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Wednesday, 07 December 2022 16:29

China loosens anti-COVID rules in major policy shift

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China announced on Wednesday the most sweeping changes to its tough anti-COVID regime since the pandemic began three years ago, loosening rules that curbed the spread of the virus but had hobbled the world's second largest economy and sparked protests.

The relaxation of rules, which include allowing infected people with mild or no symptoms to quarantine at home and dropping testing for people travelling within the country, are the strongest sign yet that Beijing is preparing its people to live with the disease.

Many of the changes announced by the National Health Commission (NHC) reflected steps already taken in various cities and regions in recent days, following protests against COVID controls that were the biggest demonstration of public discontent since President Xi Jinping came to power in 2012.

Even still, citizens cheered the prospect of a shift that could see China slowly emerging back into a world three years after the virus erupted in the central city of Wuhan in late 2019.

Wednesday's announcement quickly soared to the top most viewed topic on China's Weibo platform, with many people hoping for a return to normality after a series of weeks-long lockdowns that have brought mental suffering to tens of millions.

"It's time for our lives to return to normal, and for China to return to the world," wrote one Weibo user.

Some investors also welcomed the shift that could reinvigorate China's sagging economy and currency and bolster global growth.

"This change of policy is a big step forward," said Zhiwei Zhang, chief economist at Pinpoint Asset Management. "I expect China will fully reopen its border no later than mid 2023."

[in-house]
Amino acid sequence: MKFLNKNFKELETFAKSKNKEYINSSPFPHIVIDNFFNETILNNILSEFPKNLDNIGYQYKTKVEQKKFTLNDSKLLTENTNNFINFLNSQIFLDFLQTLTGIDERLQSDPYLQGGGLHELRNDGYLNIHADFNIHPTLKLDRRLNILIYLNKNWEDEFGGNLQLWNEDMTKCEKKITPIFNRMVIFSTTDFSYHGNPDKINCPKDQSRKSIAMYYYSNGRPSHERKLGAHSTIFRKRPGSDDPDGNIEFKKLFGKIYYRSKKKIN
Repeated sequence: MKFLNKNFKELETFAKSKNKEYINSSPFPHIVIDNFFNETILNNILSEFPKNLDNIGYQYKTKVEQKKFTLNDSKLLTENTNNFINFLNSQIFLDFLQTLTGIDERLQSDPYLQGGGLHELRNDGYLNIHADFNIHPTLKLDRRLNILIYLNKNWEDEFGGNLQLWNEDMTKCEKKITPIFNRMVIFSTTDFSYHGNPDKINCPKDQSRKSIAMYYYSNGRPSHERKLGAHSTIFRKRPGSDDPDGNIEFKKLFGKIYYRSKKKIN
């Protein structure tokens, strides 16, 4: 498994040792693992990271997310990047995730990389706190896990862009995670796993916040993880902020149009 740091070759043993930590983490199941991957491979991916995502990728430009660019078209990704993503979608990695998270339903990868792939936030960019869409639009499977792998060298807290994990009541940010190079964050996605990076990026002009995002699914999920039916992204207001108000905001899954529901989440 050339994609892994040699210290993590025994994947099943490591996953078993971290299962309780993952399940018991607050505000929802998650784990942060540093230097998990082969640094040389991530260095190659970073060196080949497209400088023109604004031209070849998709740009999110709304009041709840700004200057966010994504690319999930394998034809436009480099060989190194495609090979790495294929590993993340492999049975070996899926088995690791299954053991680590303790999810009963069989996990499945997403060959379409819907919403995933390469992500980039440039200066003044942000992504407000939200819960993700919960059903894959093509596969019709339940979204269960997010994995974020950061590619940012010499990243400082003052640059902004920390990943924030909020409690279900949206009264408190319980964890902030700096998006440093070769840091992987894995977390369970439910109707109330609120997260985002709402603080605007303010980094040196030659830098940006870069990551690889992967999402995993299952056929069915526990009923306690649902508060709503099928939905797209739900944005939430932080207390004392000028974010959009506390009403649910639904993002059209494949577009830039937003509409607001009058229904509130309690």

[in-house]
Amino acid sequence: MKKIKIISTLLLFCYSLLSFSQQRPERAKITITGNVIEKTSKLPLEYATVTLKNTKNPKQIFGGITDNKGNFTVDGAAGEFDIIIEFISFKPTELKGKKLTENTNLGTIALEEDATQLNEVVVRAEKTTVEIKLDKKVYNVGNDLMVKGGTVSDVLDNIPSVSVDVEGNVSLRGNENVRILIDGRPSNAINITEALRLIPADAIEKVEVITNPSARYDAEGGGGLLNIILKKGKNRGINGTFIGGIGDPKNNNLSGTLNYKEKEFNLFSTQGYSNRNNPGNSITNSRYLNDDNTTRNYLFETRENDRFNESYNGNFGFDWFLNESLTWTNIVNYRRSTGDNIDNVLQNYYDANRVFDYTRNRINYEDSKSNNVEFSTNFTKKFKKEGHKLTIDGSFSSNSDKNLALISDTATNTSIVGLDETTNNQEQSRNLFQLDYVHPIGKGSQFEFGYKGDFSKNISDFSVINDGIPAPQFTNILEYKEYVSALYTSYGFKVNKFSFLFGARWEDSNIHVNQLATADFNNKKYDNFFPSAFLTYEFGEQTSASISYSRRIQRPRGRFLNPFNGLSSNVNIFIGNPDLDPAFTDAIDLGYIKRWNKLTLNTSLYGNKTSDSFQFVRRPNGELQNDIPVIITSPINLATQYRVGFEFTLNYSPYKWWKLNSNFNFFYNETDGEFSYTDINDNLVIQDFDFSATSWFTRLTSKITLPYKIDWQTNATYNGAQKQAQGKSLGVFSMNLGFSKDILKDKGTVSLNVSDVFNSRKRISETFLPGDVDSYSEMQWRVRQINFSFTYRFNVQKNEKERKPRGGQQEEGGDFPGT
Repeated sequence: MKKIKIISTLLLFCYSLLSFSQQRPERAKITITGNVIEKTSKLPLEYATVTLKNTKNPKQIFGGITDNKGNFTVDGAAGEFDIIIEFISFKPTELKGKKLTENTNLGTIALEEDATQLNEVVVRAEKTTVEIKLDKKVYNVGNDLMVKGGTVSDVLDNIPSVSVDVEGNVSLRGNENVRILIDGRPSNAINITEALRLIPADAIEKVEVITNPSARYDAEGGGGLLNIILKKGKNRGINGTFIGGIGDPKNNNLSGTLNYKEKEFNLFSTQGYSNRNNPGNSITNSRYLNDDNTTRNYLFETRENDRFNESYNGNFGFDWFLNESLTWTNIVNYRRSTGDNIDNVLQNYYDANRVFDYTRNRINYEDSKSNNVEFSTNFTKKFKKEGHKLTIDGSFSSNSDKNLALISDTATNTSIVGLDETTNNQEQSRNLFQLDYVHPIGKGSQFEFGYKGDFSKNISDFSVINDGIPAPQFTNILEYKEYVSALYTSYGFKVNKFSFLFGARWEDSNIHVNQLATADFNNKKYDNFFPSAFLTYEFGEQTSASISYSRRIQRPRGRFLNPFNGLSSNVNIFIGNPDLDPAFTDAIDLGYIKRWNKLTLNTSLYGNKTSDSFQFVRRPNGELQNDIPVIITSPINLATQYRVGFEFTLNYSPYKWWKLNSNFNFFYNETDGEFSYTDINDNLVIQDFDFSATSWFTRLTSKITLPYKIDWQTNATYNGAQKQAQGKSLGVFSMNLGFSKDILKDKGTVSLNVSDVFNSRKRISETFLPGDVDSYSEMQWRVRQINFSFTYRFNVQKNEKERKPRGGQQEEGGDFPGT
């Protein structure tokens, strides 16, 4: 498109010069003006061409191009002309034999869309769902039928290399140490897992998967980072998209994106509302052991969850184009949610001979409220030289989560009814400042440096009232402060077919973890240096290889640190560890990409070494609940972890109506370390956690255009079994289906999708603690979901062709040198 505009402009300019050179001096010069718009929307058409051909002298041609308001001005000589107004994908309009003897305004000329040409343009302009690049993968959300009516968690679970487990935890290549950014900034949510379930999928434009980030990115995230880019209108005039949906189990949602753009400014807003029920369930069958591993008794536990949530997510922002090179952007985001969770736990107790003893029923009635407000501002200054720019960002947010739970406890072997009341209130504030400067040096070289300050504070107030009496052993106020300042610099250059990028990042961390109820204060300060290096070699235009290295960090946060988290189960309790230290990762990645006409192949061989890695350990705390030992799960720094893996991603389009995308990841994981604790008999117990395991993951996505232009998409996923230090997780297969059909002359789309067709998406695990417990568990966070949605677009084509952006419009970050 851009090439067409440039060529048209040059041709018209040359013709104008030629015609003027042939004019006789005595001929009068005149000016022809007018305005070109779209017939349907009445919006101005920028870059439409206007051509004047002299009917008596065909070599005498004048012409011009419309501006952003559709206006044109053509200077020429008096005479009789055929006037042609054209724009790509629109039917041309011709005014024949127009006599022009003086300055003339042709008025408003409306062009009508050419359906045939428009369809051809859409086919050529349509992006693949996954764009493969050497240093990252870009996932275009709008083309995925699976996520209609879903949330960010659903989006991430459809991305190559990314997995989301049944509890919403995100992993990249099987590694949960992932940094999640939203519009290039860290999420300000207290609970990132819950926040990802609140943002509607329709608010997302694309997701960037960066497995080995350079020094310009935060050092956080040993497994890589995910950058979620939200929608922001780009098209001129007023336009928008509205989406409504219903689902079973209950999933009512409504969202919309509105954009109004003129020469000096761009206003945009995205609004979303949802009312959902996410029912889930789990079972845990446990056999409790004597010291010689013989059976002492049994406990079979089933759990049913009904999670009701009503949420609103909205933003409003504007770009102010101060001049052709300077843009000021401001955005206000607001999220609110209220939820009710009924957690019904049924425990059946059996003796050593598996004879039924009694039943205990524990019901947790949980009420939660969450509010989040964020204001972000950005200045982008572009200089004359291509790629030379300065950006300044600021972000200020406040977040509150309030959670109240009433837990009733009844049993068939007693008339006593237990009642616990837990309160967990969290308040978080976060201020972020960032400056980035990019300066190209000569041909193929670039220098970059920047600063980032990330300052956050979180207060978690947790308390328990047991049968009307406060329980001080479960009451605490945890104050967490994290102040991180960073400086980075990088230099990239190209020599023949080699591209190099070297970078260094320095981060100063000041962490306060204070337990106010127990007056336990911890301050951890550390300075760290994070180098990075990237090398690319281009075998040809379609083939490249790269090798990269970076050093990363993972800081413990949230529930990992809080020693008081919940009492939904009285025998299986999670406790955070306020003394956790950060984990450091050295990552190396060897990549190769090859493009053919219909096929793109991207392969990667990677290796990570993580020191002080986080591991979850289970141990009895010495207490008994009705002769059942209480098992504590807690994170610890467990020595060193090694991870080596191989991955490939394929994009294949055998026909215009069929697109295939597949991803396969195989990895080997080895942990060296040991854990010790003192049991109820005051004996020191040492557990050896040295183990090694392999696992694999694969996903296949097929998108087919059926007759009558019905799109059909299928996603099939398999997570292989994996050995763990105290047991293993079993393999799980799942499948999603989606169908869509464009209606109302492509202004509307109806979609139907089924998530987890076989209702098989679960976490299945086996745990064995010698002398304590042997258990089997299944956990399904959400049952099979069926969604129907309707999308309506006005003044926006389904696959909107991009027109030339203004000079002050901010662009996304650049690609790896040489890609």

Foreign businesses in China also hope the changes could mark a shift to broader opening up and an easing of travel restrictions.

"We need the business environment here to return to a level of predictability whereby companies can return to normal operations," Colm Rafferty, chairman of the American Chamber of Commerce in China, said in a statement.

But NHC spokesperson Mi Feng told a news conference that any changes to measures regarding travel would be "gradual".

PROTESTS AND FEAR

The policy change came after President Xi Jinping, who regards China's relentless fight against COVID as one of his main achievements, chaired a meeting of the Communist Party's Politburo on Tuesday.

Some analysts seized on a report on the meeting by official news agency Xinhua that lacked any mention of the "dynamic zero-COVID" policy, though it was unclear whether this was a signal of a fundamental change in stance.

Major cities across China, including Beijing and Shanghai, were gripped by protests last month, which started to peter out amid a heavy police presence and various restrictions being lifted in different parts of the country.

Officials have not linked any of the changes, made on Wednesday or earlier, to the protests.

But they have been softening their tone on the health risks of the virus - bringing China closer to what other countries have been saying for more than a year as they dropped restrictions, and shifted towards living with the virus.

The looser approach has set off a rush for cough and fever medicines as some residents, particularly the unvaccinated elderly, feel more vulnerable to a virus that has largely been kept in check by Beijing's strict policy.

China's current tally of 5,235 COVID-related deaths is a tiny fraction of its population of 1.4 billion, and extremely low by global standards.

"Please buy rationally, buy on demand, and do not blindly stock up," the Beijing Municipal Food and Drug Administration was quoted as saying in the state-owned Beijing Evening News.

In Beijing's upmarket Chaoyang district, home to most foreign embassies as well entertainment venues and corporate headquarters, shops were fast running out of some those drugs, residents said.

The surge in demand drove up share prices in medicine manufacturers including cough syrup producer Guizhou Bailing (002424.SZ), and Xinhua Pharmaceutical (000756.SZ), which makes 40% of all Ibuprofen sold in China.

China's yuan has seen a recent resurgence against the dollar, buoyed by the prospects that government would relax its "zero-COVID" policy.

But the currency remains set for its worst year since China unified official and market exchange rates in 1994, as its economy has been battered by COVID curbs.

In further evidence of that, China's exports and imports shrank at a much steeper-than-expected pace in November, data on Wednesday showed. (Reuters)

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